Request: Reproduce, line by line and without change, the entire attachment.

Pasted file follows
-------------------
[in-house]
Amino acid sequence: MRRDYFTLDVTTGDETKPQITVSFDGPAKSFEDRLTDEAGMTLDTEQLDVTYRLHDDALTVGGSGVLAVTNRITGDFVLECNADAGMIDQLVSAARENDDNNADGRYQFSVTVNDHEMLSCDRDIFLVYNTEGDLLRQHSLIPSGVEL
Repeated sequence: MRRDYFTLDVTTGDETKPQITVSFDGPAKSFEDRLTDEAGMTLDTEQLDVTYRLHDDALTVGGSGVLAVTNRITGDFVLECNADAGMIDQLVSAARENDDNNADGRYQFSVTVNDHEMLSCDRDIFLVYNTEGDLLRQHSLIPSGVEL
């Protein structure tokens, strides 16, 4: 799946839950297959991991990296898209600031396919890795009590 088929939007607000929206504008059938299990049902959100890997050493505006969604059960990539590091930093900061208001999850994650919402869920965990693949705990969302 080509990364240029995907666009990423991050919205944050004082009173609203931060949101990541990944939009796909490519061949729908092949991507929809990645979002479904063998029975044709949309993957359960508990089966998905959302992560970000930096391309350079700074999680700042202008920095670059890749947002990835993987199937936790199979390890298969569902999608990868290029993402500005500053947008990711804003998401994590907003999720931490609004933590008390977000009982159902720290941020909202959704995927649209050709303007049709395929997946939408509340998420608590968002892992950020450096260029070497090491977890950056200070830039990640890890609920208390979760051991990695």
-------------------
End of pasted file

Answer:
[in-house]
Amino acid sequence: MRRDYFTLDVTTGDETKPQITVSFDGPAKSFEDRLTDEAGMTLDTEQLDVTYRLHDDALTVGGSGVLAVTNRITGDFVLECNADAGMIDQLVSAARENDDNNADGRYQFSVTVNDHEMLSCDRDIFLVYNTEGDLLRQHSLIPSGVEL
Repeated sequence: MRRDYFTLDVTTGDETKPQITVSFDGPAKSFEDRLTDEAGMTLDTEQLDVTYRLHDDALTVGGSGVLAVTNRITGDFVLECNADAGMIDQLVSAARENDDNNADGRYQFSVTVNDHEMLSCDRDIFLVYNTEGDLLRQHSLIPSGVEL
């Protein structure tokens, strides 16, 4: 799946839950297959991991990296898209600031396919890795009590 088929939007607000929206504008059938299990049902959100890997050493505006969604059960990539590091930093900061208001999850994650919402869920965990693949705990969302 080509990364240029995907666009990423991050919205944050004082009173609203931060949101990541990944939009796909490519061949729908092949991507929809990645979002479904063998029975044709949309993957359960508990089966998905959302992560970000930096391309350079700074999680700042202008920095670059890749947002990835993987199937936790199979390890298969569902999608990868290029993402500005500053947008990711804003998401994590907003999720931490609004933590008390977000009982159902720290941020909202959704995927649209050709303007049709395929997946939408509340998420608590968002892992950020450096260029070497090491977890950056200070830039990640890890609920208390979760051991990695």